I seem to be seeing an awful lot of stories of new documentaries on queer faith. This is great- film is a powerful medium, and lends itself well for use in getting discussion going in parish or other faith groups. (Just this morning, I saw a notice on the web publicizing a screening of “Through my eyes” by a church:
Blessed Family of God Church, 829 Gillespie St., will host a movie night on Jan. 16 at 5:30 p.m. The movie is “Through My Eyes” and is about gay Christians.
When moderate Christians start to listen, think and discuss the issues with an open mind, we see attitudes changing. The use of film in parishes or smaller faith groups is an excellent way to get those discussions going. For queer group, seeing how others have dealt with their struggles in the churches can be a valuable learning experience too.
This is a run down of just some of the films that I have read about recently – and one that I have seen twice, and loved.
I have just come across this review of “Preacher’s Sons”, which tells the story of the “untraditional” Stewart family: Rev. Greg Stewart, senior minister of the First Unitarian Universalist Society of San Francisco, his husband Stillman Stewart, a former social worker and now at-home parent, and their five adopted boys:
In one of the opening scenes of the documentary film Preacher’s Sons, Stillman Stewart sits by a Los Angeles pool with his husband, Greg Stewart. The two white men watch their sons, splashing in the water, five boys of color who call out “Papa” and “Daddy” to Stillman and Greg. Stillman laughs, and recounts a conversation he’s just overheard between two older women at the pool who were observing their family. “Uh-oh,” one woman said. “There must be something wrong here.”
Preacher’s Sons follows the untraditional Stewart family for five years, through four cities. Despite what the women by the pool thought, the film depicts the Stewarts as doing something very right—giving permanent, loving homes to at-risk, hard-to-place children lost in the foster care system.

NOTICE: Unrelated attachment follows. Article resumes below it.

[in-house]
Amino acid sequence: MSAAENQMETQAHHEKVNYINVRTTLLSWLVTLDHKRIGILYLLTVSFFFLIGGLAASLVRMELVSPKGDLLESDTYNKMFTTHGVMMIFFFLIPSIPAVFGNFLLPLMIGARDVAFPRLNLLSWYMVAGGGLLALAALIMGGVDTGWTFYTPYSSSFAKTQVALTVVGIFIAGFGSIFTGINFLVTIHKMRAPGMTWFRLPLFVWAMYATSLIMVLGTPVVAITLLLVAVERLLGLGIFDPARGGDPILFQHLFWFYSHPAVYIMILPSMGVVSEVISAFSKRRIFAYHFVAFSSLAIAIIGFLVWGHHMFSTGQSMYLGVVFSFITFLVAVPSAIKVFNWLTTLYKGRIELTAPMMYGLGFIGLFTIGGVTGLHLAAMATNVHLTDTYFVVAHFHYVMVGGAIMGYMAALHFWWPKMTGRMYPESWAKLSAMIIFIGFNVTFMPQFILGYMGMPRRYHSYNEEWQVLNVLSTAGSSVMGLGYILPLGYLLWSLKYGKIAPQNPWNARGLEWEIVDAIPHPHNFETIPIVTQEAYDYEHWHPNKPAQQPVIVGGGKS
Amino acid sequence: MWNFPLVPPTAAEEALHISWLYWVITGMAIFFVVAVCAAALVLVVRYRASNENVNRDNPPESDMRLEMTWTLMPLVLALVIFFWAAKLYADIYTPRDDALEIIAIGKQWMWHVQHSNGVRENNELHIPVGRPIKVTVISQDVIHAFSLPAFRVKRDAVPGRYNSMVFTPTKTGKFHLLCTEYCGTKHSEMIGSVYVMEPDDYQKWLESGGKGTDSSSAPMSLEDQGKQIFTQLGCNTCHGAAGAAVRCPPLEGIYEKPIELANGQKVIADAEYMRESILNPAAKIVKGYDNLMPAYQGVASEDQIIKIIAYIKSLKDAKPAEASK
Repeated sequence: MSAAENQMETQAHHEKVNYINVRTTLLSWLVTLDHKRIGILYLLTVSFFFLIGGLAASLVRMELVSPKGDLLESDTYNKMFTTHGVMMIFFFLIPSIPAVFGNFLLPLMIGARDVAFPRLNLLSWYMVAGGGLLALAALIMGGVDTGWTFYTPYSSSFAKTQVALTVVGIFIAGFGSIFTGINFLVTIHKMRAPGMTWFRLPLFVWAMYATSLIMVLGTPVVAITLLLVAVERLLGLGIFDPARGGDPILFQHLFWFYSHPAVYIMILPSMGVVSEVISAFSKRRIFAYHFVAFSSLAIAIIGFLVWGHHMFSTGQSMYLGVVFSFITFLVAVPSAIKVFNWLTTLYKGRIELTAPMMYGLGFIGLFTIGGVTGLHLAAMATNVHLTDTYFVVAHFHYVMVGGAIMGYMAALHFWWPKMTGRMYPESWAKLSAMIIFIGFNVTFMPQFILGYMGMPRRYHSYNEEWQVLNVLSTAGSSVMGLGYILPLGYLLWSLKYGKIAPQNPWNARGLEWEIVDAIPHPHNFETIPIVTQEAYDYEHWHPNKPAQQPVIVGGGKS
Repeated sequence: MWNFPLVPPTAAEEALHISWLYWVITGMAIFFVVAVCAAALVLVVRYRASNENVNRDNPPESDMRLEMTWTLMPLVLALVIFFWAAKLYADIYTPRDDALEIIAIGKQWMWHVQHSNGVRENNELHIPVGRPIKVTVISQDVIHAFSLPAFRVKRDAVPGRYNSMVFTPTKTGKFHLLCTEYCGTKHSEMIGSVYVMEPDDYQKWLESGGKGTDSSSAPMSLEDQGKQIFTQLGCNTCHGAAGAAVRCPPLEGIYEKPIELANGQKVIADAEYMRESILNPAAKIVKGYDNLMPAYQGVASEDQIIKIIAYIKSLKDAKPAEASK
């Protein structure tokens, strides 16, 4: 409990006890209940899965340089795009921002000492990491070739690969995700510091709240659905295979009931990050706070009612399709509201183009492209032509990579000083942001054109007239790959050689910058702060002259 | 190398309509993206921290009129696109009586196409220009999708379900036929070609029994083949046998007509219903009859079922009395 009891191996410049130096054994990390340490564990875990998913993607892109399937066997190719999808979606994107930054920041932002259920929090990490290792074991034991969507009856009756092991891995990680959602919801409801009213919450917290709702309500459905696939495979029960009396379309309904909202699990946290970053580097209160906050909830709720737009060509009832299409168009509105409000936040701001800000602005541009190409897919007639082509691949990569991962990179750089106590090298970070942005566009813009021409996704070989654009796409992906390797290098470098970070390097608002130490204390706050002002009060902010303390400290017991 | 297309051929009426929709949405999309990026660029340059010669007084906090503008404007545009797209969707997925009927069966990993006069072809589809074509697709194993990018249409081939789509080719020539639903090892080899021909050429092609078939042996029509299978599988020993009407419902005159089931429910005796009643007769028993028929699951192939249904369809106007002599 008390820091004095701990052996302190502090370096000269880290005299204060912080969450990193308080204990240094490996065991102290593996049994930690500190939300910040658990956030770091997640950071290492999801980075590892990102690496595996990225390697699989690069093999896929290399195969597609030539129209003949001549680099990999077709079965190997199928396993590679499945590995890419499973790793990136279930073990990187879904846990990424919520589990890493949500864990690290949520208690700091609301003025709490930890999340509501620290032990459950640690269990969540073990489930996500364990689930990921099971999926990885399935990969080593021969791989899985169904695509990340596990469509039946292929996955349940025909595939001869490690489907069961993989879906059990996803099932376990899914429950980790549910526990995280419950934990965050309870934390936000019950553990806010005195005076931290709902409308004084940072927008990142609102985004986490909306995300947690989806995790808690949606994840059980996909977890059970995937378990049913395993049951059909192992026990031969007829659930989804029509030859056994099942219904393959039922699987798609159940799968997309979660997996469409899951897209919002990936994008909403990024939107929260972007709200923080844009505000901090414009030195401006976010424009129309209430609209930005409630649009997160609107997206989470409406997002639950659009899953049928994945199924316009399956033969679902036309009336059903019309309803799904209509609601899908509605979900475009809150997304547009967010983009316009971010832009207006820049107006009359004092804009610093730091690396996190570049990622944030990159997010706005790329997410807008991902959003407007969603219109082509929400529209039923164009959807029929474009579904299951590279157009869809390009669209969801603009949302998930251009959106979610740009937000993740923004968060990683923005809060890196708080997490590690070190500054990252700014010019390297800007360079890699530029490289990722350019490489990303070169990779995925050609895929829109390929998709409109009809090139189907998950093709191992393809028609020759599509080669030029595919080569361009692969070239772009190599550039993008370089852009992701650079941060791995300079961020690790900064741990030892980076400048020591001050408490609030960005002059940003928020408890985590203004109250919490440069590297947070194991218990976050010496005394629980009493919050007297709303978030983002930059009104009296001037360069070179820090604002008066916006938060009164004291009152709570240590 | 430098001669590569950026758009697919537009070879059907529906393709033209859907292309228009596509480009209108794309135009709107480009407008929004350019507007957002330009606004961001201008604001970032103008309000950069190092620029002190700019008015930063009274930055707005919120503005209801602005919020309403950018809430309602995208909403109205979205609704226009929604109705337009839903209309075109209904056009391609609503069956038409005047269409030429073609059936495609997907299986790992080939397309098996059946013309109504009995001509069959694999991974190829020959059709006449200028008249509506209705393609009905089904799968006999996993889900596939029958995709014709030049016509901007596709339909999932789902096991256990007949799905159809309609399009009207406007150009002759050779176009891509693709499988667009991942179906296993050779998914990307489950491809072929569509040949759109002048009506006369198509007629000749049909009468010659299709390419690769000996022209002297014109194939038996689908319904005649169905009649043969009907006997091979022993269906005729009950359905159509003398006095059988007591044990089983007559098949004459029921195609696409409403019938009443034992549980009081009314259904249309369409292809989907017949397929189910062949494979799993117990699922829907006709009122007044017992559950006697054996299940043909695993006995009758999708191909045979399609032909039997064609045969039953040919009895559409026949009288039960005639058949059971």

Between 2000 and 2002, the Rev. Greg Stewart, senior minister of the First Unitarian Universalist Society of San Francisco, and Stillman Stewart, a former social worker and now at-home parent, adopted five sons through the California foster care system. Their story attracted the attention of several television networks, which approached them about filming their family. The Stewarts always refused these requests. Things changed, however, when they were approached by two members of the Neighborhood Unitarian Universalist Church in Pasadena, Calif., where Greg was serving as minister of religious education. The Stewarts didn’t believe the networks shared their mission of promoting the adoption of at-risk children. However they trusted fellow church members and husband-and-wife filmmakers Mark Nealey and C Roebuck Reed.
-More from UU World
For Such A Time As This
According to Candace Chellew -Hodge at Religion Dispatches, a filmmaker who has spent three years working on a film to build bridges between evangelical faith leaders and the LGBT community is responsible for Rick Warren’s about turn in making a statement condemning the Uganda hate bill – and her film is not even completed yet.
When Rachel Maddow started talking about Uganda’s anti-homosexuality bill, or what Maddow called the “Kill the Gays Bill,” on her nightly MSNBC show late last month, Lisa Darden knew she needed to make a phone call.
Darden, a filmmaker and talent agent, had been interviewing conservative evangelical Christian leaders and getting a behind-the-scenes look at the religious right for the past several years, for her soon to be released movie, For Such a Time as This. The documentary seeks to bridge the gap between anti-gay Christians and the lesbian, gay, bisexual and transgender community. In her travels, she had become fast friends with A. Larry Ross, who serves as Rick Warren’s publicist.
“I knew this was going to break before it did, so I called Larry and told him what was going on and encouraged him to have Rick Warren make a statement against this law, because the silence from evangelical leaders was deafening. I told him somebody needs to stand up and this was an opportunity for Warren to be in front of the story or get run over by it,” she told Religion Dispatches.
The Bible Tells Me So